Rick Bowmer, AP
This Feb. 23, 2012 photo shows a diesel pump at a gas station in Lake Oswego, Ore. Americans have pumped less gas every week for the past year. It's a slide that's now longer than the decline seen during the recession. Soaring pump prices have forced people to drive less and buy more efficient cars.

Some Americans are cutting back on grocery spending and instead getting food from charities to cope with skyrocketing gas prices, according to the Jamestown Sun.

But rising gas prices are forcing charities to make cutbacks as well. "It costs us more to get food back here and out to the agencies that distribute the food," Susie Novak, executive director of the North Country Food Bank in Crookston, Minn., told the Jamestown Sun.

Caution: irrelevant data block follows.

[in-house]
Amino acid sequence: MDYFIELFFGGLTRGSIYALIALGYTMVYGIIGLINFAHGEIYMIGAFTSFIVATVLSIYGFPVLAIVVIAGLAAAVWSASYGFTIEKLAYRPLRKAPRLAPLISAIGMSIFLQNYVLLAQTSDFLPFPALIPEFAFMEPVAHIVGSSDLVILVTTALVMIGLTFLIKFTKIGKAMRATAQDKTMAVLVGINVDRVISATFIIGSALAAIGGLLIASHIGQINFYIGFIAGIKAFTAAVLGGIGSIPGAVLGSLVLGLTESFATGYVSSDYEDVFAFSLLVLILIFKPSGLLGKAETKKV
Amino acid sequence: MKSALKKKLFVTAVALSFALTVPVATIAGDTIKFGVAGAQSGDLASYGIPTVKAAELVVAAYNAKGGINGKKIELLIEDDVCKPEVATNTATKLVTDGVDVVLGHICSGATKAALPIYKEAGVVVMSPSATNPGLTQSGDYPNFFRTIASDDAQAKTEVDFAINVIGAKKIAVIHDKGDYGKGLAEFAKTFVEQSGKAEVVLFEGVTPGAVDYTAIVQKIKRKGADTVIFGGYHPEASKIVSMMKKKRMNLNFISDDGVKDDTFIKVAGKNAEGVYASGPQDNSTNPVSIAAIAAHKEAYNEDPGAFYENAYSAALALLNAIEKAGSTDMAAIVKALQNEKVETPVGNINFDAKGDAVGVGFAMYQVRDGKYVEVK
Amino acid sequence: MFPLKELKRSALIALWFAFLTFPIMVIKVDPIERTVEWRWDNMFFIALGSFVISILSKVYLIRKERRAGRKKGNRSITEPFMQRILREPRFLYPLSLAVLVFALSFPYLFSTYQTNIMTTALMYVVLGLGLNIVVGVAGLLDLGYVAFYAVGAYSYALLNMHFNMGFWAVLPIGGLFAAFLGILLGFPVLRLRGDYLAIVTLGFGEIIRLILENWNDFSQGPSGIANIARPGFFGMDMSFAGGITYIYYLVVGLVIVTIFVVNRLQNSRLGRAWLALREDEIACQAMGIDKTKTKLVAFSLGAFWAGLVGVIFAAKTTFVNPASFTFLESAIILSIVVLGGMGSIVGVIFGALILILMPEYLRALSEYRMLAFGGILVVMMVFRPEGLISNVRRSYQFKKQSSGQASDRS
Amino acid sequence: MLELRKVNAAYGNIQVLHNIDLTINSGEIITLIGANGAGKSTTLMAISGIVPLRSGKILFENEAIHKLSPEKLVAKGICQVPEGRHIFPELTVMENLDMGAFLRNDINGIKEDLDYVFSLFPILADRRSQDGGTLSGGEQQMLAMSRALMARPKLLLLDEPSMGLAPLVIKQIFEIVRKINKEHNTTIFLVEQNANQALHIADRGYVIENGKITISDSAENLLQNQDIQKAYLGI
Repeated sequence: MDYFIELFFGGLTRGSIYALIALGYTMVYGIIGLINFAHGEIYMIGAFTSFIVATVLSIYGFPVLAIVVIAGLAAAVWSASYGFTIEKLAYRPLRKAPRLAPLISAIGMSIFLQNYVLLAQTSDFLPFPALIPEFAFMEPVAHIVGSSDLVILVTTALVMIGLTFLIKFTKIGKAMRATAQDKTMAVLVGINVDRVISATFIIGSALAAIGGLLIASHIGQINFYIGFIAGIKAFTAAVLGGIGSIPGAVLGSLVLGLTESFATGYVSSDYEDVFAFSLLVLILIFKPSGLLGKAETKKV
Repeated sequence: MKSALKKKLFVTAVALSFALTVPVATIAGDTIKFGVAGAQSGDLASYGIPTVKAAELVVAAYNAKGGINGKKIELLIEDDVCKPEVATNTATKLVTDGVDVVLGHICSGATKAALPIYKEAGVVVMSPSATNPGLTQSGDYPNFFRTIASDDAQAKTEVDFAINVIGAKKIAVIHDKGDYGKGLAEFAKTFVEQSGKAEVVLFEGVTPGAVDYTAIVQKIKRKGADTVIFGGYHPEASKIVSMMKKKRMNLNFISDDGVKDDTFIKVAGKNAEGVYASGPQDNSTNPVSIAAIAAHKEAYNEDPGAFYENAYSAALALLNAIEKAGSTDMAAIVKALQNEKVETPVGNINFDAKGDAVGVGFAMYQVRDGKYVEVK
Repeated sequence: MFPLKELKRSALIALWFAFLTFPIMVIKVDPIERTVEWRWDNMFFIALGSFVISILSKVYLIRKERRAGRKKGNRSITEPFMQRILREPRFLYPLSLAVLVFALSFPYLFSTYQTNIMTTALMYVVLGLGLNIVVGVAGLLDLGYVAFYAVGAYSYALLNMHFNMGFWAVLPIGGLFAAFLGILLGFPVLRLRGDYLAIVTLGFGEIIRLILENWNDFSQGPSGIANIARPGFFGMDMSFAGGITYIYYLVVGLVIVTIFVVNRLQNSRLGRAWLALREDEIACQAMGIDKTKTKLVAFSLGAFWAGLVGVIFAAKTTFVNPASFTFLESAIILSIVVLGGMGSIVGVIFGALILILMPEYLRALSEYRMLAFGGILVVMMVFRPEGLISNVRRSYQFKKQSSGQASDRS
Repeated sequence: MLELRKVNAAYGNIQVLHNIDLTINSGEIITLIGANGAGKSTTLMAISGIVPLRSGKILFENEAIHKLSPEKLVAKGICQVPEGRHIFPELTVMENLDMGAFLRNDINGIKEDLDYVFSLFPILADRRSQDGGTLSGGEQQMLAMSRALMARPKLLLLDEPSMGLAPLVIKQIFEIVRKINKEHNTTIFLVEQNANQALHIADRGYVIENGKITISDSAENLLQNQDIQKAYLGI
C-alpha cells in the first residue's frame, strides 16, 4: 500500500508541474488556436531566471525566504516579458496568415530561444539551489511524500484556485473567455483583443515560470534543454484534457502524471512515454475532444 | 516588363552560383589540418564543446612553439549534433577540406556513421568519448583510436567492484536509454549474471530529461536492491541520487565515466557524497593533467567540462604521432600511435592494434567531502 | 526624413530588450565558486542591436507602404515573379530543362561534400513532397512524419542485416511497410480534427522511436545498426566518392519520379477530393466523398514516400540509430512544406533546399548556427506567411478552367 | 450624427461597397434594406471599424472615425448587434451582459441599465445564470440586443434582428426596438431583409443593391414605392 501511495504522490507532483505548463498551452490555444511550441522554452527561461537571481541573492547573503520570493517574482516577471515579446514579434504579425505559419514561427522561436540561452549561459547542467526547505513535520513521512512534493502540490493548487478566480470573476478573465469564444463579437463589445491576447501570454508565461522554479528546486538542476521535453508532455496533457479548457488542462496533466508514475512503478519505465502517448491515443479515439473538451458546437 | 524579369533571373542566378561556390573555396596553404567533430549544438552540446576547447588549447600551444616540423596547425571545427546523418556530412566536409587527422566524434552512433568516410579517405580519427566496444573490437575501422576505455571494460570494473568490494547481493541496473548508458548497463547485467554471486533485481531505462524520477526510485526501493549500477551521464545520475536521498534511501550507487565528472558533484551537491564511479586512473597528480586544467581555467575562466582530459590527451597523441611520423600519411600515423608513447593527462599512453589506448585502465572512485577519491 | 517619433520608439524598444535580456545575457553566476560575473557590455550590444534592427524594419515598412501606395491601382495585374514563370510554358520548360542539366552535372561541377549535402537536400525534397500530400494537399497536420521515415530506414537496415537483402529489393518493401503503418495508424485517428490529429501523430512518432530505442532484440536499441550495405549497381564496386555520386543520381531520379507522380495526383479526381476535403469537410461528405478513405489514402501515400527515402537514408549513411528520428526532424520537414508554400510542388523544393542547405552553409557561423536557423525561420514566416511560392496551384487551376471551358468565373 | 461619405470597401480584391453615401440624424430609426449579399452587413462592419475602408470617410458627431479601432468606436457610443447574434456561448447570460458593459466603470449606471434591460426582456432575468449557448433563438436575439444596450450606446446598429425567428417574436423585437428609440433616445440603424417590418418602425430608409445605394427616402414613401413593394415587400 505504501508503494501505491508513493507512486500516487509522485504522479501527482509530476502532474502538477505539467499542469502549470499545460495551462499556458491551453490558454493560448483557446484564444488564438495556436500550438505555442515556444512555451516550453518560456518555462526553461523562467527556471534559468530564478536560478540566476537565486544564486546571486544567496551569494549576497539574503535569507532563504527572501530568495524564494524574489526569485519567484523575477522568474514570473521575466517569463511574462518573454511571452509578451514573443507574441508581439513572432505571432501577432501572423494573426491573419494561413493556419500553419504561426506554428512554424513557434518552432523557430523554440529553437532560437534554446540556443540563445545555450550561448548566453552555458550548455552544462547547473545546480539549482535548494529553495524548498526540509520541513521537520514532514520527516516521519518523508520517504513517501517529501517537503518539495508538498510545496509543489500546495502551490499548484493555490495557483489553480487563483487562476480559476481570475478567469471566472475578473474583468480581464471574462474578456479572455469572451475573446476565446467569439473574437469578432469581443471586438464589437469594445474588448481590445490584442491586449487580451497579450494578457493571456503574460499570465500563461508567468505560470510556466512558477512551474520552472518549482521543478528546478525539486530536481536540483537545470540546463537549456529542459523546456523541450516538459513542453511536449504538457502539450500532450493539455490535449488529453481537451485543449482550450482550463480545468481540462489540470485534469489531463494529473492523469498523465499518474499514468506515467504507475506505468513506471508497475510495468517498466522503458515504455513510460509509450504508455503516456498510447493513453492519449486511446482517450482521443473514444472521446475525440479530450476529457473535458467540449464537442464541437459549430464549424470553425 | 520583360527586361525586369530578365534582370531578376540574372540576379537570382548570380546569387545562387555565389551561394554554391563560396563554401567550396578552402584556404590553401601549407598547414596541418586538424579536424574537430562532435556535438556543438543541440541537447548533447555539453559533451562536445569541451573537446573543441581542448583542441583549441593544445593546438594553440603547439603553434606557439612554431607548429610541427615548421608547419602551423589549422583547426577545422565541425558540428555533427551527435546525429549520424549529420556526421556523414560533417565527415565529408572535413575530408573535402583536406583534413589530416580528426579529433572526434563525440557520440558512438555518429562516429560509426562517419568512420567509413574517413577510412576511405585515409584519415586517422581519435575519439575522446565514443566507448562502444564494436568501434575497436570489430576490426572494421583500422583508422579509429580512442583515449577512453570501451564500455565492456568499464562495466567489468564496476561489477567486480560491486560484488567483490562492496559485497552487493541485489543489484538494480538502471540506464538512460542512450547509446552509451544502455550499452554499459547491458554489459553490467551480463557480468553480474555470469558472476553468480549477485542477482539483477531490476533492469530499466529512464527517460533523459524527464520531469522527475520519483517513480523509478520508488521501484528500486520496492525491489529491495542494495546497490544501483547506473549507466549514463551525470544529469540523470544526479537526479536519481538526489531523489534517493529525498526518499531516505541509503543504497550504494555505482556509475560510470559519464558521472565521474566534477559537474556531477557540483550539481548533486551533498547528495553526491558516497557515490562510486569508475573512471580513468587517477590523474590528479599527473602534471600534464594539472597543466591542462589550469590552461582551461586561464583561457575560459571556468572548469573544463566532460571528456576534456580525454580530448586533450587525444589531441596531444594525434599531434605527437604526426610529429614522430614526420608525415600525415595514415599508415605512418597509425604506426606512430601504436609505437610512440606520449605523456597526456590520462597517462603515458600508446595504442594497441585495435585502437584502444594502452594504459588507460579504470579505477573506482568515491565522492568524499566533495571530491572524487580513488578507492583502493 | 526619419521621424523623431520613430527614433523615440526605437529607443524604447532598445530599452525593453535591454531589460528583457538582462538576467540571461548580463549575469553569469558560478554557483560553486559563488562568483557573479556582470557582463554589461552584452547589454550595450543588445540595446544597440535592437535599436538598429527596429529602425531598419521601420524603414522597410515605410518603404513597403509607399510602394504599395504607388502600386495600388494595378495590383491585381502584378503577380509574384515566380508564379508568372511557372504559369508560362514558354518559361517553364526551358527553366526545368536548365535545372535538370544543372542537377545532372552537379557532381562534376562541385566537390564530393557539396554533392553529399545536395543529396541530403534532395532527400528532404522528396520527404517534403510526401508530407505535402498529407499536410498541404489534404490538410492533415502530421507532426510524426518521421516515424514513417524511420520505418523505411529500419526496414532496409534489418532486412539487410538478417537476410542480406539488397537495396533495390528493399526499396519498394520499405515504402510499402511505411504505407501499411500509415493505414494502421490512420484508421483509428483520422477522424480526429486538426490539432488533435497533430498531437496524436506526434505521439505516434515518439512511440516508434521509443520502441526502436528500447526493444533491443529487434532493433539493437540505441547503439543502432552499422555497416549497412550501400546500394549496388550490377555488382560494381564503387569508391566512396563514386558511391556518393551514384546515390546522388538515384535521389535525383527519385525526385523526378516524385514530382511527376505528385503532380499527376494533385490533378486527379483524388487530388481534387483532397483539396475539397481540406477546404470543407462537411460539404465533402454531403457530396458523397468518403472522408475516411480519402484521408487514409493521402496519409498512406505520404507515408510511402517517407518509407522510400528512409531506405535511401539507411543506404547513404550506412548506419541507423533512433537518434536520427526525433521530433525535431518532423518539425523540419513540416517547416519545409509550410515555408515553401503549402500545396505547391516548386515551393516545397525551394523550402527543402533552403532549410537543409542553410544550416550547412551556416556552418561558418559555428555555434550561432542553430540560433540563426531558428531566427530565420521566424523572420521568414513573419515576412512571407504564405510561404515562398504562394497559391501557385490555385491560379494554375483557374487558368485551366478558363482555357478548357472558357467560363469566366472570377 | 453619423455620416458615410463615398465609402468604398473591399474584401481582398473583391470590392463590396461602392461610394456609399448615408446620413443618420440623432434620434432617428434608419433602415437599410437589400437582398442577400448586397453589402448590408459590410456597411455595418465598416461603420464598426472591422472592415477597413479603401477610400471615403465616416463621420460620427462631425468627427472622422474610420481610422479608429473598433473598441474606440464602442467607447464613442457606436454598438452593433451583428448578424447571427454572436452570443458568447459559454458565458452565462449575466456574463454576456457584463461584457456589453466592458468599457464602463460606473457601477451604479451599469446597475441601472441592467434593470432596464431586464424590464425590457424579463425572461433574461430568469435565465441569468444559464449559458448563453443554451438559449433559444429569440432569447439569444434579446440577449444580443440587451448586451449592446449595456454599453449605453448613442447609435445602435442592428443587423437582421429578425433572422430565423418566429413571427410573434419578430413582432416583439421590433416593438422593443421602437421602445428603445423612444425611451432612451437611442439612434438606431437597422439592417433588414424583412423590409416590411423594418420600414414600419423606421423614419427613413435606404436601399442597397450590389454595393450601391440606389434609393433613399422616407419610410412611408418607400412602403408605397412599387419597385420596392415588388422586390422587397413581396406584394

The North Country Food Bank spent $23,260 in February and March 2011 on gas. That number has gone up to $32,602 in 2012 during those same months, Novak told the Jamestown Sun.

Some charities are driving less to offset rising gas costs, but some charities don't have that option, according to the article. Nonprofit organizations don't usually have a lot of room in their budgets for an increase in gas costs, so they have to try and raise more funding. A task that can be difficult in a slow economy.

Click to read the entire article at the Jamestown Sun.

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